Luke Street | A Week In Pictures
It feels like a lifetime since I wrote one of our “Week in Pictures” blog posts, so please forgive me if my writing is a bit feral, for lack of a better word. Britt and I have been in the bush now for going on five consecutive months, so actually, I think feral is exactly right word to apply – and have you seen my hair in the latest Sofa Safari?! None the less, we couldn’t have asked for a more meaningful and inspiring way to lockdown and this last week has been absolutely beautiful out here.
Towards the beginning of the week, we went out in an attempt to shoot our next episode of Sofatography, but I hadn’t been on camera for about 3 weeks and I kept jumbling my words and talking like a caveman. We decided to scrap filming for the day and just enjoy the bush, a decision that proved very wise as we had an awesome sighting of a large herd of buffalo. Currently, we refer to a herd as ‘large’ when they number around 150 individuals, whereas in years gone by, a large herd would have been around 600. This is mostly due to the rippling effect that we are still feeling from the drought over 2015 – 2017. I was very chuffed to snap some portrait images of a few of the beautiful bush cows.
Next up, we managed to find one of my absolute favourite leopardesses, Thombela, near Machaton dam in the East. It had been a very long time since I last saw her, so you can imagine the excitement when I locked eyes with her stunning blue ones. I must admit, however, that it was all thanks to team Jackson for pointing us in the right direction, and Hayley for telling me there was a leopard calling in the area in the first place. It was a fantastic sighting of the now ageing leopardess, even if the light was a little dim!
The next day, I got my nonsense together and we finally filmed Sofatography. It was a great afternoon spent with zebra running in the dust, a big male leopard, Tamboti, who was on the hunt, and, an extraordinary African sunset to round things off.
The following morning, Britt and I were up before the sun and ready to head out to shoot a Sofa Safari. Britt hadn’t even got her camera mounted yet when the action started! Immediately on our driveway, we encountered a rather suspicious band of fat hyenas. Now, it’s not uncommon to see fat hyenas or even bands of them, but I could tell something was afoot straight away. They were all very giddy and excited, so we decided to follow them as they moved through the bush. Suddenly, there were 5 of them, then 6, then 7, then simply too many to count! I knew there must be a kill nearby, which may have meant that lions or even wild dogs were in the area too. Alas, I didn’t take the right turns and we couldn’t find the kill site. Then, suddenly, the noise stopped and the hyena disappeared into thin air. Extraordinary! Eventually we gave up and moved on to explore other areas for the morning and found a lovely herd of elephants, with one even walking right up to us and giving us the once over and making a great opportunity for some up-close-and-personal photos.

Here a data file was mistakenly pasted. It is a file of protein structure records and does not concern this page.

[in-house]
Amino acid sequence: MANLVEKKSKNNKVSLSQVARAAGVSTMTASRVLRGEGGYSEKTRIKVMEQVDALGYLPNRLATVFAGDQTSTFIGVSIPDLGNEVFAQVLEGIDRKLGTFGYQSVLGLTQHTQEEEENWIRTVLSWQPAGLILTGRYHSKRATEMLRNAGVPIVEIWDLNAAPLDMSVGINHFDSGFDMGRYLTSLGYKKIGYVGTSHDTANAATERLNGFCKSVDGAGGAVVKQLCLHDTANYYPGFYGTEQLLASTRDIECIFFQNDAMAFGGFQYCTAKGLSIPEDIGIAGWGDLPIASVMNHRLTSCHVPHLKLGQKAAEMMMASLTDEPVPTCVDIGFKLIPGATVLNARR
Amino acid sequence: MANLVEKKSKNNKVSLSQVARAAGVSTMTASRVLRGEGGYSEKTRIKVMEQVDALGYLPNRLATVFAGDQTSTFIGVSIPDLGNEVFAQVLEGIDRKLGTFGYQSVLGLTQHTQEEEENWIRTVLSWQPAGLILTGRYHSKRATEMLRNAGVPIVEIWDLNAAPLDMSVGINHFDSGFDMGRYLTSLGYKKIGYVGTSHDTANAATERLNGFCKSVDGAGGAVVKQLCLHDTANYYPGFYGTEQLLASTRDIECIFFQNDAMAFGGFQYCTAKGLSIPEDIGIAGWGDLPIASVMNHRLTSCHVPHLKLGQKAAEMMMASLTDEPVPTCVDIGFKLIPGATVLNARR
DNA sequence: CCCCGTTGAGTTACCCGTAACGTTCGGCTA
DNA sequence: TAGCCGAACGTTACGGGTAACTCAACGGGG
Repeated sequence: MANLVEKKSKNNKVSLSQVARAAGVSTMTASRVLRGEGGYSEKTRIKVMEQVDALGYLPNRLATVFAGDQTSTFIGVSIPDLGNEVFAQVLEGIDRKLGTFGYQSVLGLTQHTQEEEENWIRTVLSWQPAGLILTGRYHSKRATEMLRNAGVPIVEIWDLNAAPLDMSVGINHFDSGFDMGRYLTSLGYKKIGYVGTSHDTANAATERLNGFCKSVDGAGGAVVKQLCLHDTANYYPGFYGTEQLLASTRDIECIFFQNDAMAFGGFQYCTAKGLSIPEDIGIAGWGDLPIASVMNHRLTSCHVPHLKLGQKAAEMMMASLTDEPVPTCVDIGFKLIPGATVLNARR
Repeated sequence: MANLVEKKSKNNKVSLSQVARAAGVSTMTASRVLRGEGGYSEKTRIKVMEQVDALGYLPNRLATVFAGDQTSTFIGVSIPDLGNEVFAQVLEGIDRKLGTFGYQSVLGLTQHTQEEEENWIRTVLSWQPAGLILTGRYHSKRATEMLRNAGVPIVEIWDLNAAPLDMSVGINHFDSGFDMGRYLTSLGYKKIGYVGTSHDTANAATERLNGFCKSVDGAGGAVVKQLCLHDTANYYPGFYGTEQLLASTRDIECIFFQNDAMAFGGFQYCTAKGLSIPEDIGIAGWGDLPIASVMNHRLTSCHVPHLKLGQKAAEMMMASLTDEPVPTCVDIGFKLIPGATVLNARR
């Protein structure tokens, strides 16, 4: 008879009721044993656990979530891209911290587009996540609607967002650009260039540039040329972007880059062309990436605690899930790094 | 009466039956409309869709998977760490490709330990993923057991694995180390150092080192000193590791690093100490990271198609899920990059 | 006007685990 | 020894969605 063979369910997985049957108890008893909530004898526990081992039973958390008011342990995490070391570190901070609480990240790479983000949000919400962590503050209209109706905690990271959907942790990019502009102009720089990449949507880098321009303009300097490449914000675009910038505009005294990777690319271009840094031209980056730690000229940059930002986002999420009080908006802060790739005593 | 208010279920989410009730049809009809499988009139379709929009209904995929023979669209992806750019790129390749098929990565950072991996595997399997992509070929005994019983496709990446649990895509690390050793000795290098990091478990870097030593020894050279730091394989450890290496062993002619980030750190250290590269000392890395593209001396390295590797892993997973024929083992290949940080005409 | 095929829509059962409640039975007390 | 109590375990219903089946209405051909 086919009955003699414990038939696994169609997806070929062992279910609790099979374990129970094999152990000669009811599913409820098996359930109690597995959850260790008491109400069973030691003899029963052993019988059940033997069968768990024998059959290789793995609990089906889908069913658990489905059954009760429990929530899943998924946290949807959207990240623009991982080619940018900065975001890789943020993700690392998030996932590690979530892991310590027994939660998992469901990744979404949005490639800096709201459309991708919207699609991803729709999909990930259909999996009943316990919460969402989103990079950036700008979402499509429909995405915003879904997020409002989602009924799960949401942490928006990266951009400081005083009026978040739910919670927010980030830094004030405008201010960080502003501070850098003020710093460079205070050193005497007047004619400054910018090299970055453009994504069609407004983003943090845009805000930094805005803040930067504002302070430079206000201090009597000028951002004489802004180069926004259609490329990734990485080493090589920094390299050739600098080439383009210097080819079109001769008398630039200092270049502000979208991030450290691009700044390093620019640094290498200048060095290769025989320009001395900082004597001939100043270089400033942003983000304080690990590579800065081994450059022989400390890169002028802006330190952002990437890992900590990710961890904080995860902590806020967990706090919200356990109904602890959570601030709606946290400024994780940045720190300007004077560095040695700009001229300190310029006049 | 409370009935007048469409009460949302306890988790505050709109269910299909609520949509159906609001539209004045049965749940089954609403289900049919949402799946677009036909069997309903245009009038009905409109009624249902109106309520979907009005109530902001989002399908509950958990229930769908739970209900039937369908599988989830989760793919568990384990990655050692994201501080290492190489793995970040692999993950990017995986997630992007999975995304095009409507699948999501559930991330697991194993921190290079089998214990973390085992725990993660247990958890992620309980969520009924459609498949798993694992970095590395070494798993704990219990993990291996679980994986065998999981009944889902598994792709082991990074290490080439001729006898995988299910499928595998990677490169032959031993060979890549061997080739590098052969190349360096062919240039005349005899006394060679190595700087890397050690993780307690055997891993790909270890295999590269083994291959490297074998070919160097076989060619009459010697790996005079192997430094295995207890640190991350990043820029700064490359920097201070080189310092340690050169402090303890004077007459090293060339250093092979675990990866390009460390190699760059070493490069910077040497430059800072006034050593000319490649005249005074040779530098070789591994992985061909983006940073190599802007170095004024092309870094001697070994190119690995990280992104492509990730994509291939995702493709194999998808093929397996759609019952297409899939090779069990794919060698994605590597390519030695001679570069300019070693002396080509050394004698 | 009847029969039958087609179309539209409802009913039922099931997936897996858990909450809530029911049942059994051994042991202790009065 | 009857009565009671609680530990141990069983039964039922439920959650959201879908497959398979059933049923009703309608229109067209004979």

Later that morning we had a fabulous time with Nyaleti the leopardess and her cub. We know that the little cub is a male and that he’s very confident and ridiculously cute, but we’re yet to name him. We’ll get there soon! It wasn’t really a great photographic sighting until the little one jumped into a tree, giving us a 10 out of 10 visual. Amazing.
That very afternoon, Eric, a professional tracker at Tanda Tula, went off to investigate the area where the hyena had been causing such a scene. Of course, being the professional that he is, it took him all of 10 minutes to find a dead buffalo! After a brief chat with him on the radio, I was off once again to see for myself. Eric and I ended up sitting there for over three hours and saw one hyena, then two. Not much else happened for a while until Dale joined us. Once he had turned off his engine, we noticed a licking sound coming from behind a dense bush. Dale decided to move closer and, low and behold, there was a very fat male leopard sleeping on his back, having enjoyed a free buffalo meal. Essentially, Eric and I had been sitting there for about an hour not knowing that a leopard was a mere five metres from us… A little while later, the leopard was chased away from the kill by three new hyena and soon after that, more and more hyena began to arrive and the typical laughing, whooping and chittering filled the air. The vocalisation got more and more pronounced as two rival hyena clans started to vie for the carcass, and a hilarious back and forth ensued. Then, just as suddenly as it all started, the hyena scattered with the arrival of one of the Nharu male lions who made himself comfortable and tucked in.
The next morning, we revisited the scene of the previous evening and found two Nahru males, both fat-bellied and passed out. They stirred once or twice, and I managed to snap a couple of good images, but the highlight of the week came when we found the River Pride females, along with their six cubs, lazing in the dry riverbed. It had been a while since we had seen them (as you’ll know from our Sofa Safaris), and I was incredibly excited to spend some quality time with this beautiful pride.
And with that, another great week of wildlife viewing comes to and end at Tanda Tula. I really hope you enjoy going through the moments I caught on camera.
Until next time, happy snapping,
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